St. Patrick’s Day Parade: A Photo Essay

Returning to New York City for its 262nd year, the parade brought an audience clad in green and Irish pride as they watched a sea of bagpipes, dances and marching bands

A young person smiles brightly as they hold a green and yellow pom-pom.


St. Patrick’s Day — celebrated annually on March 17 — comes with many traditions: wearing green, pinching anyone who isn’t wearing green, drowning the shamrock (dunking a four-leaf clover into the last cup of whiskey of the night and then throwing said clover over the left shoulder — it’s meant to bring good luck!) and kissing anyone who is Irish. For New York City, however, the main tradition is the St. Patrick’s Day Parade.

Since 1762, Fifth Avenue between 44th (beginning from the steps of St. Patrick’s Cathedral) and 79th Street has been filled with performers, bands and even our state officials as people come to celebrate the joyful occasion. It is known as the oldest and largest St. Patrick’s parade in the world. Since then, the parade has been run wholly by volunteers — including Fordham University — with many coming from generations of parade organizers.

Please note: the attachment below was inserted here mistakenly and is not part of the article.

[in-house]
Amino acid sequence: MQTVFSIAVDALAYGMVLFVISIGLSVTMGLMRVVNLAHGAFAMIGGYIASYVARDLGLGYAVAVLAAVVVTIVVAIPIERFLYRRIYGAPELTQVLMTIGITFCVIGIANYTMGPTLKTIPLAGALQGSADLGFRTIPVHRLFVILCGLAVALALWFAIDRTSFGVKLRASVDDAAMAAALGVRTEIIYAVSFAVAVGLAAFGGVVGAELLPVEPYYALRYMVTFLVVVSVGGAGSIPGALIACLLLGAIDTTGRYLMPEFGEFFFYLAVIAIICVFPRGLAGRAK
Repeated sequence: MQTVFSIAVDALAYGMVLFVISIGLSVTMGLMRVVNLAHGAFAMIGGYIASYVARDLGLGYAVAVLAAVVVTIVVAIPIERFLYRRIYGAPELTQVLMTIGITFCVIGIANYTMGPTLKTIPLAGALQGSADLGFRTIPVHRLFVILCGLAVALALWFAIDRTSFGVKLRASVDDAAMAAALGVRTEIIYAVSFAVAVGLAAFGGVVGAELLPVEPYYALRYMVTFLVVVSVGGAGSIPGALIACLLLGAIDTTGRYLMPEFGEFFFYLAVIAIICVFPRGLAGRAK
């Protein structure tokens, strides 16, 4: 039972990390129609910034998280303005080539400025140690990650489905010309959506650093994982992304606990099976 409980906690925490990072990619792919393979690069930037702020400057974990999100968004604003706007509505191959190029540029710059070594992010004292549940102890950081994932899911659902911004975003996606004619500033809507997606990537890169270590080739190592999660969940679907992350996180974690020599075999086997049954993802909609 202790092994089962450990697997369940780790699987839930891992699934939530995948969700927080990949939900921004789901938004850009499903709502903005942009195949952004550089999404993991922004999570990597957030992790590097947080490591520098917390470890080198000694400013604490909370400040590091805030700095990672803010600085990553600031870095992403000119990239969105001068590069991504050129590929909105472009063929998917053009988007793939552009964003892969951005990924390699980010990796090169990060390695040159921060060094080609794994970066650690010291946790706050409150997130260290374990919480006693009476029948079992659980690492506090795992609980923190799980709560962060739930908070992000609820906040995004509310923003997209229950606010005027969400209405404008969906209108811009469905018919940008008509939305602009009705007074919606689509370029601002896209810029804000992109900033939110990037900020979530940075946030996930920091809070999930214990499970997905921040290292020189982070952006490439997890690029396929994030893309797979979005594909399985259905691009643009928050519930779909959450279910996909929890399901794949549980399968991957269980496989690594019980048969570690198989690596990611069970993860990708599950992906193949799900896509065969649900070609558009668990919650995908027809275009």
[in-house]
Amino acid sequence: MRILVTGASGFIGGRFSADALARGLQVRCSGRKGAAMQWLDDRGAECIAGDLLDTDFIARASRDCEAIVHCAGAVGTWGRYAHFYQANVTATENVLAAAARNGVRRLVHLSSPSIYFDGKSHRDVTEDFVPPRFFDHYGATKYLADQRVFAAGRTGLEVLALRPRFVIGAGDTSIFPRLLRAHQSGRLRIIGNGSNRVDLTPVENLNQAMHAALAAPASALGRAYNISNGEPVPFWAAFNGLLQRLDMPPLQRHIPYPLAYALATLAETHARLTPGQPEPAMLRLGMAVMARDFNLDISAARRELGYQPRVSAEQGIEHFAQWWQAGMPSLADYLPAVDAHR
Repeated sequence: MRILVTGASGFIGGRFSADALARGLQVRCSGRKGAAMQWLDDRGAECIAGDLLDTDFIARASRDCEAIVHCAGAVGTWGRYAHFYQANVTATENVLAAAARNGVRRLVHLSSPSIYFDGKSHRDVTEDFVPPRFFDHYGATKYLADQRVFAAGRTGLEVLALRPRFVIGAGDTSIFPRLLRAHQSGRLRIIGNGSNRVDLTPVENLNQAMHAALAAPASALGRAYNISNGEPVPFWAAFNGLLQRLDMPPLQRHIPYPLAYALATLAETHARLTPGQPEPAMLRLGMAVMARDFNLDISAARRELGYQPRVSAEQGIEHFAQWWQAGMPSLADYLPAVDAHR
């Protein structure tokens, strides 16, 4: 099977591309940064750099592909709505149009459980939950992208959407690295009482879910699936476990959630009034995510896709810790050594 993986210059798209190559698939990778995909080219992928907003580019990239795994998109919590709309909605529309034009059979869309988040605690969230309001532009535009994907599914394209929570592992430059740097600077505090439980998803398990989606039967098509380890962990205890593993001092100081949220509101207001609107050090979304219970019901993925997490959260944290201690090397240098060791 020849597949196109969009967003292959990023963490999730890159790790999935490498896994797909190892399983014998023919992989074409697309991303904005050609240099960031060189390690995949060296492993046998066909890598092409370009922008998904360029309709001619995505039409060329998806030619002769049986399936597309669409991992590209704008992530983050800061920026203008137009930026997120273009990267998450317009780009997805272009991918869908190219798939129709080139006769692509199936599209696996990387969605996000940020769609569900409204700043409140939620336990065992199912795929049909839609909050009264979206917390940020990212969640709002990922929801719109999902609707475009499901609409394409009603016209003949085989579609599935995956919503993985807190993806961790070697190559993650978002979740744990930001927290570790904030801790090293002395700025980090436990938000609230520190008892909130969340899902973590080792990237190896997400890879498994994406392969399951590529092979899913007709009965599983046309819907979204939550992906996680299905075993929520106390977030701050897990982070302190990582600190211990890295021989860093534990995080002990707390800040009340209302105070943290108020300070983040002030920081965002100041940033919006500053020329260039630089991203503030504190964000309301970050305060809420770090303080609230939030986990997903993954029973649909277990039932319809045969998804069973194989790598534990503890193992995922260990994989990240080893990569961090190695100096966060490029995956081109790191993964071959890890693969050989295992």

The parade was first initiated by various homesick Irish soldiers that were stationed in the New York colonies. Considering that green clothing was banned in Ireland at the time, the soldiers dedicated this time to immerse in Irish culture fully, wearing that forbidden green color and speaking Irish among themselves as they sang and danced to Irish music and the sound of bagpipes. Originally, the parade was only organized by the military during the War of 1812, however, Irish fraternal and beneficial societies took it upon themselves to host and sponsor the well-known event.

Nowadays, the parade features police, firefighters, schools, colleges and church groups uniting to celebrate the luck of the Irish.